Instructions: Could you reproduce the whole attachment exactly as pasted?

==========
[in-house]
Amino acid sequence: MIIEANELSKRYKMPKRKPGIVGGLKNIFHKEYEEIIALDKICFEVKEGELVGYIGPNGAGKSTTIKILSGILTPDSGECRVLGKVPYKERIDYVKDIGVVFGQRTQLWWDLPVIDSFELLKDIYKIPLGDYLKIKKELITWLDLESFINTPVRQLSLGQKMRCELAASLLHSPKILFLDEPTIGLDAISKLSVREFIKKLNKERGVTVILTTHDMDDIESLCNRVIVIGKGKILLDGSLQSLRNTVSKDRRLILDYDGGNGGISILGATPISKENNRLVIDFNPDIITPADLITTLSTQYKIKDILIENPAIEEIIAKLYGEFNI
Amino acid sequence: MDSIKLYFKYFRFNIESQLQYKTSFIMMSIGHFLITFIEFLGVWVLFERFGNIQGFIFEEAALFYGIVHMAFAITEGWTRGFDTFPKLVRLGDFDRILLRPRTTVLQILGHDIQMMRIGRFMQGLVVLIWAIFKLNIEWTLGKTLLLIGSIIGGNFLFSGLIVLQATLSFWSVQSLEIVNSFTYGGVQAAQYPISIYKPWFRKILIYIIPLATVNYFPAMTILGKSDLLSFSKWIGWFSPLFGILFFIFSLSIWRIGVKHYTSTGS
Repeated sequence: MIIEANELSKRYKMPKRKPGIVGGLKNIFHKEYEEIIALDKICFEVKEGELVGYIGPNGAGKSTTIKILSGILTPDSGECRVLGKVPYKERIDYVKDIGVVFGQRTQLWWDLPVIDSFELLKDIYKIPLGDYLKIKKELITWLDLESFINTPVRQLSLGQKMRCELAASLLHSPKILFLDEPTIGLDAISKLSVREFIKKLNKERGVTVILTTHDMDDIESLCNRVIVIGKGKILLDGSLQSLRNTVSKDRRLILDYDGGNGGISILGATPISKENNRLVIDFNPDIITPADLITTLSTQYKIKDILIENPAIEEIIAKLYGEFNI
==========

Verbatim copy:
[in-house]
Amino acid sequence: MIIEANELSKRYKMPKRKPGIVGGLKNIFHKEYEEIIALDKICFEVKEGELVGYIGPNGAGKSTTIKILSGILTPDSGECRVLGKVPYKERIDYVKDIGVVFGQRTQLWWDLPVIDSFELLKDIYKIPLGDYLKIKKELITWLDLESFINTPVRQLSLGQKMRCELAASLLHSPKILFLDEPTIGLDAISKLSVREFIKKLNKERGVTVILTTHDMDDIESLCNRVIVIGKGKILLDGSLQSLRNTVSKDRRLILDYDGGNGGISILGATPISKENNRLVIDFNPDIITPADLITTLSTQYKIKDILIENPAIEEIIAKLYGEFNI
Amino acid sequence: MDSIKLYFKYFRFNIESQLQYKTSFIMMSIGHFLITFIEFLGVWVLFERFGNIQGFIFEEAALFYGIVHMAFAITEGWTRGFDTFPKLVRLGDFDRILLRPRTTVLQILGHDIQMMRIGRFMQGLVVLIWAIFKLNIEWTLGKTLLLIGSIIGGNFLFSGLIVLQATLSFWSVQSLEIVNSFTYGGVQAAQYPISIYKPWFRKILIYIIPLATVNYFPAMTILGKSDLLSFSKWIGWFSPLFGILFFIFSLSIWRIGVKHYTSTGS
Repeated sequence: MIIEANELSKRYKMPKRKPGIVGGLKNIFHKEYEEIIALDKICFEVKEGELVGYIGPNGAGKSTTIKILSGILTPDSGECRVLGKVPYKERIDYVKDIGVVFGQRTQLWWDLPVIDSFELLKDIYKIPLGDYLKIKKELITWLDLESFINTPVRQLSLGQKMRCELAASLLHSPKILFLDEPTIGLDAISKLSVREFIKKLNKERGVTVILTTHDMDDIESLCNRVIVIGKGKILLDGSLQSLRNTVSKDRRLILDYDGGNGGISILGATPISKENNRLVIDFNPDIITPADLITTLSTQYKIKDILIENPAIEEIIAKLYGEFNI